Calculate price and sensitivities for European or American basket options using Monte Carlo simulations
PriceSens = basketsensbyls(RateSpec,BasketStockSpec,OptSpec,Strike,Settle,ExerciseDates)
PriceSens = basketsensbyls(RateSpec,BasketStockSpec,OptSpec,Strike,Settle,ExerciseDates,'ParameterName'
,ParameterValue
,
...)
PriceSens = basketsensbyls(RateSpec,BasketStockSpec,OptSpec,Strike,Settle,ExerciseDates)
prices
basket options using the LongstaffSchwartz model.
For American options, the LongstaffSchwartz least squares method is used to calculate the early exercise premium.
PriceSens = basketsensbyls(RateSpec,BasketStockSpec,OptSpec,Strike,Settle,ExerciseDates,
accepts optional inputs as one or more commaseparated
parameter/value pairs. 'ParameterName'
,ParameterValue
,
...)'ParameterName'
is
the name of the parameter inside single quotes. ParameterValue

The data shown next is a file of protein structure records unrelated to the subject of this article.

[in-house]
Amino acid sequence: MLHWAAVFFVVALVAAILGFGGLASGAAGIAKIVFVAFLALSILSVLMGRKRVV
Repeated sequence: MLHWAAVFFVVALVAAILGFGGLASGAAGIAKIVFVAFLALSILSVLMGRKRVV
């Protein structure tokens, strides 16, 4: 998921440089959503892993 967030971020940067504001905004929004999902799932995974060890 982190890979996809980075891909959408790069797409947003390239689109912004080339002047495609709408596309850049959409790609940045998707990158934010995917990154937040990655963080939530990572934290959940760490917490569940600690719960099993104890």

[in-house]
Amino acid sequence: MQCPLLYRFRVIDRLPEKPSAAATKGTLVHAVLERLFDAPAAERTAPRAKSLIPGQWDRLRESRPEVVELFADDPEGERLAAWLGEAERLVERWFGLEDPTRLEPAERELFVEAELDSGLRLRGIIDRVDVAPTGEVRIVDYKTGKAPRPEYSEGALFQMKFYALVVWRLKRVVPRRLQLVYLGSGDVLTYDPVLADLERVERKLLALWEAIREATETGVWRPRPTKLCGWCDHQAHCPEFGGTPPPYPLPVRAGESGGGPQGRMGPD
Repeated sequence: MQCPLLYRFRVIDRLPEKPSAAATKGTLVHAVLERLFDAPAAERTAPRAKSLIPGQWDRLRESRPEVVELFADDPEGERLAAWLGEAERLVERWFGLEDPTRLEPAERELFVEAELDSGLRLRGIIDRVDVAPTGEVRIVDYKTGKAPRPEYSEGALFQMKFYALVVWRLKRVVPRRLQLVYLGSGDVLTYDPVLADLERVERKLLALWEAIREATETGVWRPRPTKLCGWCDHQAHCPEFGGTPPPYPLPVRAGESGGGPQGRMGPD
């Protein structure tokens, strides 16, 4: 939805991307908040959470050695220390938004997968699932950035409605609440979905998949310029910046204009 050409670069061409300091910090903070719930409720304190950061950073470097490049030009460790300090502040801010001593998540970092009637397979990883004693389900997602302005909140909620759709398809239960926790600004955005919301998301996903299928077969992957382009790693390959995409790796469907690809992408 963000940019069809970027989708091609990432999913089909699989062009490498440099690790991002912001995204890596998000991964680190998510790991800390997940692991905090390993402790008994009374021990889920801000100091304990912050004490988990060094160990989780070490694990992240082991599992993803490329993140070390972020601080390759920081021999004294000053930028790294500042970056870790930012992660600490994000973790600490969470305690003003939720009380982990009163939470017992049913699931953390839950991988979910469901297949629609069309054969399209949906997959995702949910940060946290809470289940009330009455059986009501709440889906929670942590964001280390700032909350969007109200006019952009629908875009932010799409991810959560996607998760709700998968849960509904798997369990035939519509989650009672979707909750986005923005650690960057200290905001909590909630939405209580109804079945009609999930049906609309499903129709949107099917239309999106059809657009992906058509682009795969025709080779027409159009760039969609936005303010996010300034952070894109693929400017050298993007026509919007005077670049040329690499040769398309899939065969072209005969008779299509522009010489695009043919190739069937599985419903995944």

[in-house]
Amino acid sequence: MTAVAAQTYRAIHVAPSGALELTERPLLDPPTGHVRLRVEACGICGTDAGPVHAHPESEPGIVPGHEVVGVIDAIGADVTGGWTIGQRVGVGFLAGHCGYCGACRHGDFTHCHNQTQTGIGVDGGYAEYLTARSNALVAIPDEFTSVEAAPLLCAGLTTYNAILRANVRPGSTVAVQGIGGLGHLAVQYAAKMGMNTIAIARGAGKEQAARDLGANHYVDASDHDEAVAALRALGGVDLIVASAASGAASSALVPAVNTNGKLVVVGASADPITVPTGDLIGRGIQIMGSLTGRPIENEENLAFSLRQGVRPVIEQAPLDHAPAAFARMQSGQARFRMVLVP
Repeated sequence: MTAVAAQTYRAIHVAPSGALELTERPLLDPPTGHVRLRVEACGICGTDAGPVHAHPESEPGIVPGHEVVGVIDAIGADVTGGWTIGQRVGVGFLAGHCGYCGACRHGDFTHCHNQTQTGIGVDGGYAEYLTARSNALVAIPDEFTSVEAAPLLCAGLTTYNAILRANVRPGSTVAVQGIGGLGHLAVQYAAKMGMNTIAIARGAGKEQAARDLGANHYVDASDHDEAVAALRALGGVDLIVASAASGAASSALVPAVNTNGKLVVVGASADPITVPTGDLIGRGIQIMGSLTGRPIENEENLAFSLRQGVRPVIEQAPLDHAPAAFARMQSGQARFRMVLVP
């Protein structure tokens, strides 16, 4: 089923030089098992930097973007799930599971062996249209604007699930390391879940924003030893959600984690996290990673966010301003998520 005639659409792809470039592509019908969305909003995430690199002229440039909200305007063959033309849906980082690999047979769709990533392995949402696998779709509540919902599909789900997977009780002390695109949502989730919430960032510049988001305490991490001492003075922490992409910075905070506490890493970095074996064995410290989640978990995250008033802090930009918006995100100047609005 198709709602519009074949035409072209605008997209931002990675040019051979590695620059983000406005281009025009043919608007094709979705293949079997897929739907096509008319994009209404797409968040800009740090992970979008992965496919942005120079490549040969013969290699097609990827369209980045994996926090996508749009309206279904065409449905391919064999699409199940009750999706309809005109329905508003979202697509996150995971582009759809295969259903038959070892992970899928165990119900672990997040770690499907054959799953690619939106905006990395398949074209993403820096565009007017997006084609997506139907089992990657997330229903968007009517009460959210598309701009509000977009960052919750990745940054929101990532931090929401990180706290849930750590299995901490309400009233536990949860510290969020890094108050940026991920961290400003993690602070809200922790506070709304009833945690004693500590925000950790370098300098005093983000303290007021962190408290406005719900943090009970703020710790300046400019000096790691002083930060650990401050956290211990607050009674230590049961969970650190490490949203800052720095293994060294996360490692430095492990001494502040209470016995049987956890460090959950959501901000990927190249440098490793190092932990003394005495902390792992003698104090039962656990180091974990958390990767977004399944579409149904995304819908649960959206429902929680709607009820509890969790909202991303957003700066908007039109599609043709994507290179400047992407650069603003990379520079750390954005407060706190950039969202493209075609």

is
the value corresponding to 'ParameterName'
.
Specify parametervalue pairs in any order. Names are caseinsensitive
and partial matches are allowable, if no ambiguities exist.

Annualized, continuously compounded rate term structure. For
more information on the interest rate specification, see 



Character vector or 

The option strike price:


Scalar of settlement or trade date. 

The exercise date for the option:


Parameter values are a scalar flag.
NoteFor American options, the LongstaffSchwartz least squares method is used to calculate the early exercise premium. For more information on the least squares method, see https://people.math.ethz.ch/%7Ehjfurrer/teaching/LongstaffSchwartzAmericanOptionsLeastSquareMonteCarlo.pdf.
Default: 0 

Parameter value is a scalar number of simulation periods. Default: 100 

Parameter value is a scalar number of independent sample paths (simulation trials). Default: 1000 

Parameter value is an
Default: 

Scalar of the indice of the underlying instrument to compute the sensitivity. Default: 

Expected prices or sensitivities values. 
Longstaff, F.A., and E.S. Schwartz. “Valuing American Options by Simulation: A Simple LeastSquares Approach.” The Review of Financial Studies. Vol. 14, No. 1, Spring 2001, pp. 113–147.